I still have a 72% chance of success for this, so it's not even a bad idea. And less skilled characters could still benefit from this, because even if you're a Rookie or Trained, you can stunt once or twice and the absolute lowest it'll take you down to is a 55% chance.

  • If you're going to stick with difficulty 10, stick with it: Don't fill your core rules with exceptions and contradictions. If the difficulty for rolls is going to be 10, stick with it. Represent increased difficulty by reducing someone's skill die size, and represent mooks with stormtrooper aim by having them roll a d10+ skill rather than a d20 or in groups treat them as a single regular character until their numbers get reduced.

  • Don't Complicate Things: No prior iterations of your game have had attributes; that's a big hint that your game doesn't need attributes. GI Joe Super-Spies isn't a game about the Smart Gal, the Sexy Guy, and the Strong Guy, it's about the Tech Gay, the Honeypot Guy, and the Melee Weapons Expert. Characters are assumed to be exceptional in their raw characteristics and abilities. Otherwise they wouldn't be agents of an evil COBRA analogue out to take over the world. Keep your focus on skills and the stuff that flows directly from them.
 

SMHWorlds

Registered User
Validated User
Don't Complicate Things: No prior iterations of your game have had attributes; that's a big hint that your game doesn't need attributes. GI Joe Super-Spies isn't a game about the Smart Gal, the Sexy Guy, and the Strong Guy, it's about the Tech Gay, the Honeypot Guy, and the Melee Weapons Expert. Characters are assumed to be exceptional in their raw characteristics and abilities. Otherwise they wouldn't be agents of an evil COBRA analogue out to take over the world. Keep your focus on skills and the stuff that flows directly from them.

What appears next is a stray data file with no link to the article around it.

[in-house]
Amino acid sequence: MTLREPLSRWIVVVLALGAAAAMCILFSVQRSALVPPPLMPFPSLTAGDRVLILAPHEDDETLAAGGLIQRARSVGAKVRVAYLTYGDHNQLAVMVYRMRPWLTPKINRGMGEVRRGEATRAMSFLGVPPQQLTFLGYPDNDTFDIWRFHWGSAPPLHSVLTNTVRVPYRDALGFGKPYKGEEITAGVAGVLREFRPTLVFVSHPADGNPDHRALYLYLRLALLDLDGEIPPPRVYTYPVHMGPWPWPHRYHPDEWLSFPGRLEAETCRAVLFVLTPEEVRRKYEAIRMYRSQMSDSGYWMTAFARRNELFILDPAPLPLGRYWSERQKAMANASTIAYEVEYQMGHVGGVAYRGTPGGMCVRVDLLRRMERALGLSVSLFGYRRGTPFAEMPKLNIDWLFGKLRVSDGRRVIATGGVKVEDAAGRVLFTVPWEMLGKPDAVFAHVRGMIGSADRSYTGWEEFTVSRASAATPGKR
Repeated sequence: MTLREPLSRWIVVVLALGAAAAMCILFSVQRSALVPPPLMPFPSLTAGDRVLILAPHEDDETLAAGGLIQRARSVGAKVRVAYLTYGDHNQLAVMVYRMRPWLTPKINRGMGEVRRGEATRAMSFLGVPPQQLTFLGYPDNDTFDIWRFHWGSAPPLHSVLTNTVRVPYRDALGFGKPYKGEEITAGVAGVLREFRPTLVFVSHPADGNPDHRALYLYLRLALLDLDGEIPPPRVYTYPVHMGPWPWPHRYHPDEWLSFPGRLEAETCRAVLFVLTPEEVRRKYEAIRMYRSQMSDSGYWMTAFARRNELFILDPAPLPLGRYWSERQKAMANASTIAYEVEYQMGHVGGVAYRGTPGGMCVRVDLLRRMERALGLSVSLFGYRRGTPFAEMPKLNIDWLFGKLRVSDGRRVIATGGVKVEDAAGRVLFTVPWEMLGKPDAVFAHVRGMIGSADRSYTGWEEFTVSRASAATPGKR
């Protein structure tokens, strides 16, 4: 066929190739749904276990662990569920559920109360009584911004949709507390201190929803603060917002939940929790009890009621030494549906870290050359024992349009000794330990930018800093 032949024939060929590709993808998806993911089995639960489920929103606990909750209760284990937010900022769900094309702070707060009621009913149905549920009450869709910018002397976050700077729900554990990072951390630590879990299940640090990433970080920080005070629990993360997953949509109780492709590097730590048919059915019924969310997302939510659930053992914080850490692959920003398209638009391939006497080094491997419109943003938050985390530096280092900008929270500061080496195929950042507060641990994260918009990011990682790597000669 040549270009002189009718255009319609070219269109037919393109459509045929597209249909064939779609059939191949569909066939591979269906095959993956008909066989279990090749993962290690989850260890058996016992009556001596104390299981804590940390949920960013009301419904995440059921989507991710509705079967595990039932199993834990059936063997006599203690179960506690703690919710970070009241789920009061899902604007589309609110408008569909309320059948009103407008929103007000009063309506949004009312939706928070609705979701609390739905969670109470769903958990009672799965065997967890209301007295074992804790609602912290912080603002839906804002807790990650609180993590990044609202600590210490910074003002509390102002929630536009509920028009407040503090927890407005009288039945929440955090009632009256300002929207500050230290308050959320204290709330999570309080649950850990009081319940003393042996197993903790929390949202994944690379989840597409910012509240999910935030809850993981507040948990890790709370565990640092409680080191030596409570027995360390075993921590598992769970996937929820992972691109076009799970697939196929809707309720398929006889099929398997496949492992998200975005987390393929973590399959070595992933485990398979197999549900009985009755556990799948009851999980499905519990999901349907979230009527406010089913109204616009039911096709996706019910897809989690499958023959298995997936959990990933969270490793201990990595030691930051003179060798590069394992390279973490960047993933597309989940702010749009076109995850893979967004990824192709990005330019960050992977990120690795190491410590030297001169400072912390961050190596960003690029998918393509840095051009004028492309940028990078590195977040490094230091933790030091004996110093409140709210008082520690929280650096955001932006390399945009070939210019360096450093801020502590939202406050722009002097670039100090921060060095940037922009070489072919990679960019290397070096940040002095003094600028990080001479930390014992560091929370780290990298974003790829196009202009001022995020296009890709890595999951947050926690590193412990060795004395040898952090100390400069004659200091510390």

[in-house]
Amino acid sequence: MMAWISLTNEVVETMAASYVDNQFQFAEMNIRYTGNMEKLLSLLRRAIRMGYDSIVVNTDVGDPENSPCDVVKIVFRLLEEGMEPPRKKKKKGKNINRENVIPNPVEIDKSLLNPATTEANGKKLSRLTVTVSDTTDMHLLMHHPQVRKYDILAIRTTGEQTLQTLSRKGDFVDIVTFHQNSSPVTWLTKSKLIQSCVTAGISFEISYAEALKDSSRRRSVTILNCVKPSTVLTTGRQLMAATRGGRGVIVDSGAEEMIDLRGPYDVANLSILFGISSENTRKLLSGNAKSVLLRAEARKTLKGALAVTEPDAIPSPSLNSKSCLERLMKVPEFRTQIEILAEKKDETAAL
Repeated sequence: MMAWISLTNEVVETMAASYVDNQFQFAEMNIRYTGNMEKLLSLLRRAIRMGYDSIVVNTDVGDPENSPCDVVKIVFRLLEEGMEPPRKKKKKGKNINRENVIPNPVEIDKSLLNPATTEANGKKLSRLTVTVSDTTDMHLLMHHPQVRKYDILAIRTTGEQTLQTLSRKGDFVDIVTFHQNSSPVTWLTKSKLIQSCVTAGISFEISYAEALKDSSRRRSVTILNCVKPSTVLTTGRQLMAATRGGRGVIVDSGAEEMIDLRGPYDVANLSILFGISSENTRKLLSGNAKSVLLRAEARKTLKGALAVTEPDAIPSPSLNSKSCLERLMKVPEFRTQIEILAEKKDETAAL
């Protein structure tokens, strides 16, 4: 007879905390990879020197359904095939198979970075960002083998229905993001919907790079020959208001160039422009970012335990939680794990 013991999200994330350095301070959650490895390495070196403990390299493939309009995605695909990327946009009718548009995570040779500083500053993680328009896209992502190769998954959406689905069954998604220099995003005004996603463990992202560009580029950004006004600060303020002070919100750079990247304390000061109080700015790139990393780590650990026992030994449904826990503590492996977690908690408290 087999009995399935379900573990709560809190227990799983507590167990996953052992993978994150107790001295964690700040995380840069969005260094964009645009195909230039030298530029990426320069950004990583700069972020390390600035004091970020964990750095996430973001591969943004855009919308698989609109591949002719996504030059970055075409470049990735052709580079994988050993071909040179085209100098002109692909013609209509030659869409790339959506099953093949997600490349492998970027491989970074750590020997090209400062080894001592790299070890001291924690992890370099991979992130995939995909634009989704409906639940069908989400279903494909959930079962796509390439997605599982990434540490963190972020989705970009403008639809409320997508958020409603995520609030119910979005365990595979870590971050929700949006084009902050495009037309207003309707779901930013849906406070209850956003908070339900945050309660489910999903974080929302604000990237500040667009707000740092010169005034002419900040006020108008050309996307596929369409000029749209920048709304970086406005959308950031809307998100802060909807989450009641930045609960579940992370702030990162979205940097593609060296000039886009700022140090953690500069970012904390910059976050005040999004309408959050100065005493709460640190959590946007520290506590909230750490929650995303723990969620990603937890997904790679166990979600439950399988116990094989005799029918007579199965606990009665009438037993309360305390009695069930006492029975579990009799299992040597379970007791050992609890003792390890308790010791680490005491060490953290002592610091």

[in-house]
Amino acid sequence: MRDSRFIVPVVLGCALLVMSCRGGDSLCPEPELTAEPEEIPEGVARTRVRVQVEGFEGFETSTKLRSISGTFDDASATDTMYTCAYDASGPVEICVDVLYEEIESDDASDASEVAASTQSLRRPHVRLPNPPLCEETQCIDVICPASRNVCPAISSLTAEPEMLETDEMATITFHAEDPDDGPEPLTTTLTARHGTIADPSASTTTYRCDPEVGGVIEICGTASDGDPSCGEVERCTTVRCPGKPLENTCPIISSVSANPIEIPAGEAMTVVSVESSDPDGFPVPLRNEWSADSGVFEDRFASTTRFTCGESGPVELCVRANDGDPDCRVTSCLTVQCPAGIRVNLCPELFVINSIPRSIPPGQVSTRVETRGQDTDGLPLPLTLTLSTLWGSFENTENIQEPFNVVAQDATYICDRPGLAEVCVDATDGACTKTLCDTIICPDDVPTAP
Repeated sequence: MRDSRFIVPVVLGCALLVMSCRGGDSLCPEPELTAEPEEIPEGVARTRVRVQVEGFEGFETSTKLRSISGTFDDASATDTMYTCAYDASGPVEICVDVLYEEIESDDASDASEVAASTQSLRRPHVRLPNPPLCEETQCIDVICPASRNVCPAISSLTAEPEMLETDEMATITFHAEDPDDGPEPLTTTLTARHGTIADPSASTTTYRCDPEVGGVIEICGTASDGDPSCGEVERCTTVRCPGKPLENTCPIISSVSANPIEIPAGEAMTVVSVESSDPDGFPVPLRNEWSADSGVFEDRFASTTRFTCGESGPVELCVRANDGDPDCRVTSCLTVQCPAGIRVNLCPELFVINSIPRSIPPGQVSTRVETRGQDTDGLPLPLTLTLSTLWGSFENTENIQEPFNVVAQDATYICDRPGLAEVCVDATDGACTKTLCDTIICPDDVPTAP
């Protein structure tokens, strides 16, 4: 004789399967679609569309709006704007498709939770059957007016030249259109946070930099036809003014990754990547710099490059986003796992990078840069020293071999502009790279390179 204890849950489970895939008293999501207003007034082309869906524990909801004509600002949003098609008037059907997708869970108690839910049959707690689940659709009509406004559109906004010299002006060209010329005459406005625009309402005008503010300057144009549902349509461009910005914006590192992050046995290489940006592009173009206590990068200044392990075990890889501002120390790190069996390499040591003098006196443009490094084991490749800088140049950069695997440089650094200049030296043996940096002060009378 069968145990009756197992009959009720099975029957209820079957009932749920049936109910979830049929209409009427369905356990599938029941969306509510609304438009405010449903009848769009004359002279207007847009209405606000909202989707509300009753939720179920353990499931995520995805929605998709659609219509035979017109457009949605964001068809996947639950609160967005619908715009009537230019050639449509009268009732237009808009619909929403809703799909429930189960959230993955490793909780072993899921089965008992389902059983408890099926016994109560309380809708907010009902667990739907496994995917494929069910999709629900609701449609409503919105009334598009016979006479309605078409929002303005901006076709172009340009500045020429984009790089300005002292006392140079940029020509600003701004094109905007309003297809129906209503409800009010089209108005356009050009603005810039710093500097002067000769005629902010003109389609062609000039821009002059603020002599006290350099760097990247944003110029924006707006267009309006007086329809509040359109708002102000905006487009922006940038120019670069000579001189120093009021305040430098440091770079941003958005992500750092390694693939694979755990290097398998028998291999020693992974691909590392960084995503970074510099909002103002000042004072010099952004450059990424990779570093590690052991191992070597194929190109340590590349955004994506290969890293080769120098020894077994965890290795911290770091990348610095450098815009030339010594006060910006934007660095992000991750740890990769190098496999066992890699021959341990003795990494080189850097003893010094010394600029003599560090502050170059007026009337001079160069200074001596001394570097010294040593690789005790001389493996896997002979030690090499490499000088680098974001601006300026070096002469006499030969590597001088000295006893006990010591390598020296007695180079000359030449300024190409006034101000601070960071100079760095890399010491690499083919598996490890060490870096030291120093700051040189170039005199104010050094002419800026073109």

I agree with this. Attributes really won't add anything to this design, so I would not even bother thinking about them.

I also think you should stick with the D20. In this case it feels like it gives a better spread of results and potential than a D10 would.
 

CWalck93

Doom Priest of Peace and Happiness
Validated User
Yeah, I thought about it a bit last night and the d20 is staying. Also the skill list (from what John has seen) has been trimmed quite a bit and there are no attributes anywhere to be seen.

As far as the increase in die step and probabilities, yes that is a problem. But, the thing that I'm also going to point out is that is just like you are saying in your post John, the die type will fluctuate up or down depending on what they are trying to pull off.

Also, if the task is harder than what they should be able to pull off, the die type can go negative (so somebody who is trying to pull something Epic off and is totally untrained in a skill might be looking a d20-d8 or worse).
 

johnthedm7000

Social Justice Witch
Validated User
Yeah, I thought about it a bit last night and the d20 is staying. Also the skill list (from what John has seen) has been trimmed quite a bit and there are no attributes anywhere to be seen.

As far as the increase in die step and probabilities, yes that is a problem. But, the thing that I'm also going to point out is that is just like you are saying in your post John, the die type will fluctuate up or down depending on what they are trying to pull off.

Also, if the task is harder than what they should be able to pull off, the die type can go negative (so somebody who is trying to pull something Epic off and is totally untrained in a skill might be looking a d20-d8 or worse).
That's an excellent idea, and that makes handling difficulties much easier. You can even describe difficulties in terms of steps down. What I was referring to in my previous post though isn't so much the GM lowering someone's die size based on the stutnts they want to do. I was referring to eliminating different target numbers and having players lower their die type to get additional benefits for a roll. But with that in mind, I'm really looking forward to seeing what else you end up doing with it.

Oooooo....you could use the die you roll alongside the d20 to help determine how much Bingo Damage you do! That would easily and elegantly tie in your position with the amount of damage you do, and thereby ensure that any weapon can be lethal in the hands of someone who's skilled or well-positioned.